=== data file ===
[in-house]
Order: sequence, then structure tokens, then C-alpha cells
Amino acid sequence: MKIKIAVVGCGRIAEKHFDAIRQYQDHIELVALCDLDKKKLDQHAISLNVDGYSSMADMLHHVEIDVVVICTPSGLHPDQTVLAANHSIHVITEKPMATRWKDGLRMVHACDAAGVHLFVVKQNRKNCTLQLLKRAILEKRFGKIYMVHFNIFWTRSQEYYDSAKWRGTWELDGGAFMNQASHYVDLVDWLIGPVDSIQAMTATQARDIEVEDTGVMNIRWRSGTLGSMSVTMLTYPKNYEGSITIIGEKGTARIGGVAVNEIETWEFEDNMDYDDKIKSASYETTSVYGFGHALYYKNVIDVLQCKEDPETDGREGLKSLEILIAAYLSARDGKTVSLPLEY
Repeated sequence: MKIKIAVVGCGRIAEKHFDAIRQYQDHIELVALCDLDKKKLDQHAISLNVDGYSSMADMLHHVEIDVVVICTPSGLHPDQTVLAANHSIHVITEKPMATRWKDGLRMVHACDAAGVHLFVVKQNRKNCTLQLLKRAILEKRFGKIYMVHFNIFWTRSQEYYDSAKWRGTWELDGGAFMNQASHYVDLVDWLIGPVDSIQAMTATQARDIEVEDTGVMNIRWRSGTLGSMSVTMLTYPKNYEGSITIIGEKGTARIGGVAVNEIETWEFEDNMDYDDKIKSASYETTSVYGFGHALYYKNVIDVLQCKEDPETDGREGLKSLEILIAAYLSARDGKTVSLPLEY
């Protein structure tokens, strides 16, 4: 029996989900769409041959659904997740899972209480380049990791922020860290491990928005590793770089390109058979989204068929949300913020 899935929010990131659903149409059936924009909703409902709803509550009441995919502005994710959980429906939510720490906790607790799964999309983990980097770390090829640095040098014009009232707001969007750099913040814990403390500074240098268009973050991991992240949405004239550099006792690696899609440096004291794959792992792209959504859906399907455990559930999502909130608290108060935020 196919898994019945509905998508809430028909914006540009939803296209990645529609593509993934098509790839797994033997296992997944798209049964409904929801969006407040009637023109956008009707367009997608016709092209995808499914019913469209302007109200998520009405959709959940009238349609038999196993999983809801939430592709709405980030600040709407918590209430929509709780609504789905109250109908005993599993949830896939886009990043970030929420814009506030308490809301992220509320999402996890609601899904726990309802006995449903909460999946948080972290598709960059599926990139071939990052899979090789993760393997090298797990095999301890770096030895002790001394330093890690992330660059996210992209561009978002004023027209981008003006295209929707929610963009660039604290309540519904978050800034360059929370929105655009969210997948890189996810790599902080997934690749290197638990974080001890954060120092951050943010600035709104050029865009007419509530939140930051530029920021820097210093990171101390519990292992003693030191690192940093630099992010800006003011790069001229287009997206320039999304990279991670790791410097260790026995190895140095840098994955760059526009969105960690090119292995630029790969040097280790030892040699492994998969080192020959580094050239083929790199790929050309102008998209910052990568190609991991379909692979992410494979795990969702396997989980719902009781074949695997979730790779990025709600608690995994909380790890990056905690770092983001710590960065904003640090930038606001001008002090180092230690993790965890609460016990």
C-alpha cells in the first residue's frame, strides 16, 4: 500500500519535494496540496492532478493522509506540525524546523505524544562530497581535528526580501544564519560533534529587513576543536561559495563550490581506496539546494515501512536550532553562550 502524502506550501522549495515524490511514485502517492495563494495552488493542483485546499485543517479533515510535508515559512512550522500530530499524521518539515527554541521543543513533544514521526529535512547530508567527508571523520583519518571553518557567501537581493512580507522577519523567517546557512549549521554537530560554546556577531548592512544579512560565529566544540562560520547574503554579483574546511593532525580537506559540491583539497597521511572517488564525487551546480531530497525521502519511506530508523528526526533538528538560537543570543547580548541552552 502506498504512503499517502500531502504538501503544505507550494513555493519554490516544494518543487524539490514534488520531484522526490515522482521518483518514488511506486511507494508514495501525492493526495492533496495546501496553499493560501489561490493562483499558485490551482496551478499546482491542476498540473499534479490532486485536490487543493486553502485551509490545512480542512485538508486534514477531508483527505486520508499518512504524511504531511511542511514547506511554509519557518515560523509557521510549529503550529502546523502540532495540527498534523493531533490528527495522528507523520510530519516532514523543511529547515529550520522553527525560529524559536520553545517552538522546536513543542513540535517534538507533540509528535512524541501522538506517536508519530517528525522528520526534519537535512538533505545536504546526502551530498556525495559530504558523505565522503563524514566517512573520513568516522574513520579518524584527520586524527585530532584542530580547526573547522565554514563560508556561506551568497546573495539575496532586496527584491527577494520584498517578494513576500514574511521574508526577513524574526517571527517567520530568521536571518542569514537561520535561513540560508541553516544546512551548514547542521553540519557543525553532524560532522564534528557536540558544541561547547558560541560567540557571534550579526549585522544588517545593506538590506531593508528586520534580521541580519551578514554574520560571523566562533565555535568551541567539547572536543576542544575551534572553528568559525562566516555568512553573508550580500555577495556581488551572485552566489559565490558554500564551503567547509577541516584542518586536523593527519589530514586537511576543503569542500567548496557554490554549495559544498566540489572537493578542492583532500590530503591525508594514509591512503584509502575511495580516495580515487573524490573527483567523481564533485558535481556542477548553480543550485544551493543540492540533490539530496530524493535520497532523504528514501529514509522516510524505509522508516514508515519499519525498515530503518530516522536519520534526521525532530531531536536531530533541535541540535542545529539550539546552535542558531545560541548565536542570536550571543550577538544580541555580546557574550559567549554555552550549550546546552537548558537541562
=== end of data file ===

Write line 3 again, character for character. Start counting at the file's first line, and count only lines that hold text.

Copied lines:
Amino acid sequence: MKIKIAVVGCGRIAEKHFDAIRQYQDHIELVALCDLDKKKLDQHAISLNVDGYSSMADMLHHVEIDVVVICTPSGLHPDQTVLAANHSIHVITEKPMATRWKDGLRMVHACDAAGVHLFVVKQNRKNCTLQLLKRAILEKRFGKIYMVHFNIFWTRSQEYYDSAKWRGTWELDGGAFMNQASHYVDLVDWLIGPVDSIQAMTATQARDIEVEDTGVMNIRWRSGTLGSMSVTMLTYPKNYEGSITIIGEKGTARIGGVAVNEIETWEFEDNMDYDDKIKSASYETTSVYGFGHALYYKNVIDVLQCKEDPETDGREGLKSLEILIAAYLSARDGKTVSLPLEY